And that’s when the truth started pouring out….

“You and Nina Karen always go off somewhere and we never get to go!”

Early on, my friend laid down some age requirements for chick’s trips. Plus, sometimes Mama just needs a break.

“We always have to go with dad and you get to go have fun!”

Which isn’t very nice to the dad who is lots of fun. But he’s a boy and boy fun is different.

“Nina Karen always comes out here and we never get to go to California.”

Well, sure. Since I don’t have little ones, and I get awful homesick, I do tend to fly that way a bit more often.

“Other than her name, I don’t even know Nina Karen!”

Ok, that one hurt. That’s so not true, and she later apologized for having said it. But in that moment, she broke my heart.

She wasn’t done by a long shot.

I held my baby girl in my arms as she cried and cried, her tiny body racked with sobs. Of course, I started crying too. Then her mom was bawling. And her big sister was crying from the get go.

Four weepy girls all clutched together at the El Paso Airport.

I apologized to my girl and through tears she said she forgave me.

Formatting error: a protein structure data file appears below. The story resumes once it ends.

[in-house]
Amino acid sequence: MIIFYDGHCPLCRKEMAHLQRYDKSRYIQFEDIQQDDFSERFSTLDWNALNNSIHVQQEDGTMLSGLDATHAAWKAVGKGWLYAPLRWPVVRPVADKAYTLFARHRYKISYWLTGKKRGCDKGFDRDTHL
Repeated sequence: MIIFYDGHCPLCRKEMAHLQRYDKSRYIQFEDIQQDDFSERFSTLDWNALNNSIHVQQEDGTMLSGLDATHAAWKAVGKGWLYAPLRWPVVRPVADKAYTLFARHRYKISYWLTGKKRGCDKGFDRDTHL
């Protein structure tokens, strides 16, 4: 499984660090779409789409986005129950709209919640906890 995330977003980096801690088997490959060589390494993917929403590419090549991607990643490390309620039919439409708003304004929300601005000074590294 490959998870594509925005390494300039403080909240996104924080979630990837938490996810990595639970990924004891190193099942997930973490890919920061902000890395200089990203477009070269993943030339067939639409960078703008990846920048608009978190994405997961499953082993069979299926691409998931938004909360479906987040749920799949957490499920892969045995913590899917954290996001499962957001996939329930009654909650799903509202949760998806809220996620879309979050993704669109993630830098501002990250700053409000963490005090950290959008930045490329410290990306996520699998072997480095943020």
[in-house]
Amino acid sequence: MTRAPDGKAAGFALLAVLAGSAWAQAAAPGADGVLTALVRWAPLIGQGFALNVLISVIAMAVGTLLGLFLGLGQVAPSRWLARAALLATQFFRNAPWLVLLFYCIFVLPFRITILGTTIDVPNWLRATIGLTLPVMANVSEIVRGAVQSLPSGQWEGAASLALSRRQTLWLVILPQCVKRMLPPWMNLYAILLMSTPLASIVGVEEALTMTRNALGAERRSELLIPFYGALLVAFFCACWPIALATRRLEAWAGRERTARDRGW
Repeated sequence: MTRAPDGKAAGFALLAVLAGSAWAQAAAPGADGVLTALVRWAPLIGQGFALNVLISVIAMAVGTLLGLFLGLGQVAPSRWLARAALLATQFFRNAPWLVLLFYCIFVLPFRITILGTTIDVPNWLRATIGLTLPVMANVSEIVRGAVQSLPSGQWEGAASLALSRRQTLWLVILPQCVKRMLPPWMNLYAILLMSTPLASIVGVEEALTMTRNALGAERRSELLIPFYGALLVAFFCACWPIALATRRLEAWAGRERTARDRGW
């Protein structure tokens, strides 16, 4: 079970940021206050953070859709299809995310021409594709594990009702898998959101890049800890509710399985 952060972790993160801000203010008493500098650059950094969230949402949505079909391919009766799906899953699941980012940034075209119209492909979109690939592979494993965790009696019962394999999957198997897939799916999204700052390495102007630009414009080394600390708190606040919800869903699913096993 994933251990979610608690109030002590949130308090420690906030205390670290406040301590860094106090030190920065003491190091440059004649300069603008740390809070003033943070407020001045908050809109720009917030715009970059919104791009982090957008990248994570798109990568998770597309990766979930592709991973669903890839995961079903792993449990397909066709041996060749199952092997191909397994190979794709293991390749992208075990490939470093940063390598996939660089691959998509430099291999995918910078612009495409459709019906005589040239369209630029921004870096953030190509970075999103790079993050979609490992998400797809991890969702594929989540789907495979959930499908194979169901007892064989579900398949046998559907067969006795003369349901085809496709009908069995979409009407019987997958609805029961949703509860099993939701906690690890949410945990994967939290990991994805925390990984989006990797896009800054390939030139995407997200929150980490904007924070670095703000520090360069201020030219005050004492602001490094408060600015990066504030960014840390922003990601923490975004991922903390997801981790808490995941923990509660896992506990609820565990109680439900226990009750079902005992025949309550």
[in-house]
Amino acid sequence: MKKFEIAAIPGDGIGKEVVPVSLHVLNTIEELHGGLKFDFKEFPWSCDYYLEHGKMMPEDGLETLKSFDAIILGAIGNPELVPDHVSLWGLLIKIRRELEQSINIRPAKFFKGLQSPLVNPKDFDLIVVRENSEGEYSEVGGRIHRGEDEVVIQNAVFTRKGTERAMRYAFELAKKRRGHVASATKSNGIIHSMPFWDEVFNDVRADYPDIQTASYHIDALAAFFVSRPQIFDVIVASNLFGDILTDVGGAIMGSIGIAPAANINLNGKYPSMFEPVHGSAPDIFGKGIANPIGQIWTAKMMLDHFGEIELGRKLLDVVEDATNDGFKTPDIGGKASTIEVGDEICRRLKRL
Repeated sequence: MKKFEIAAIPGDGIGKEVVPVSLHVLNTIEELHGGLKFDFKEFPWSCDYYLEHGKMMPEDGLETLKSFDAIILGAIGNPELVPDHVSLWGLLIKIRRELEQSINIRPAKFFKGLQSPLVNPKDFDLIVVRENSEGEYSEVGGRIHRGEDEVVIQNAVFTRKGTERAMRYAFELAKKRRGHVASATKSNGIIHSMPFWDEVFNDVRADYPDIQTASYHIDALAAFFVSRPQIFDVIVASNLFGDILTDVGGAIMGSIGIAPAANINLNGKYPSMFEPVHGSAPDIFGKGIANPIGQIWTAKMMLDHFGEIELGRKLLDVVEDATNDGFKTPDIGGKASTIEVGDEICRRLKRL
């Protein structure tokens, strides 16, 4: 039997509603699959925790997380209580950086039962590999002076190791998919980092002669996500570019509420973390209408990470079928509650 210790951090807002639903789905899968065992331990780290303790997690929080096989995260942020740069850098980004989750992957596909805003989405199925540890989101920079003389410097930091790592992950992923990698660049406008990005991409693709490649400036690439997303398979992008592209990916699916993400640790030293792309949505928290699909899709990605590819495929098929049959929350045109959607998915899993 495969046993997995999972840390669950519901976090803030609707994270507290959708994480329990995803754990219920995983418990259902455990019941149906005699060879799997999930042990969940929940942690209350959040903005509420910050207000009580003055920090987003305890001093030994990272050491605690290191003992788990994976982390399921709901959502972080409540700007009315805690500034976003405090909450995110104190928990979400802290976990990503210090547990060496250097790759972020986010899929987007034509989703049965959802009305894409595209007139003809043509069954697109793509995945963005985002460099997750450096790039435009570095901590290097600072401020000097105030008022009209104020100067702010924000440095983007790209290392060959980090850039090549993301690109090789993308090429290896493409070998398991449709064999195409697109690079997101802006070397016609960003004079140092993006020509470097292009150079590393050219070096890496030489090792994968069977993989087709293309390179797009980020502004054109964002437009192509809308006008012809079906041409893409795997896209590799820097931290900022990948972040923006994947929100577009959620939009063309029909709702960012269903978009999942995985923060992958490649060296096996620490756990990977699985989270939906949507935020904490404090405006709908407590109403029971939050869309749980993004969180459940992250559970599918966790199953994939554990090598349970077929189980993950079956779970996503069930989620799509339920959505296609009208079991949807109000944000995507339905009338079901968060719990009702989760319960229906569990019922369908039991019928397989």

After a while, her sobs began to slow down. Then, time went and got us again. The long hand moved too quickly on the clock face, and it was time for me to leave.

I had to go home. But which home? My California home because The Good Man waited for me there. He is my heart.

But that little crying girl is also my heart.

I’ve never felt so torn between two places in all my life. It literally felt like being ripped in two.

I cried all the way through the security line, and the TSA man shooed me along.

Then I cried all the way through the terminal.

I used my phone to call my husband to tell him what happened, and started sobbing even harder.

With every tear, my heart broke a little bit more. Ground glass under a bootheel.

I’m not sure yet how I’m going to try to make this right.

My best friend is working on a road trip out here, maybe, to cut costs and make it easier for them all to come out here to California.

I’m working over in my mind a plan to go back to New Mexico. But when? Our weekends are booked through Labor Day.

I just know that I am as heartbroke today as I was three weeks ago.

The Hispanic culture embraces a concept called “Comadres”. Co-Mothers. Best friends are like mothers to each others children.

I don’t have kids of my own, but actually, I do. Those two girls are as dear to me as if I’d birthed them from my own body. I feel their pain, I revel in their joy. I would sacrifice for them with nary a thought.

Nina Karen has got to make things right.

I’ll tell you this, I’ll never again miss the chance to take a walk with my girls just to look at the flowers.

“Las Comadres,” a painting by Juana Alicia.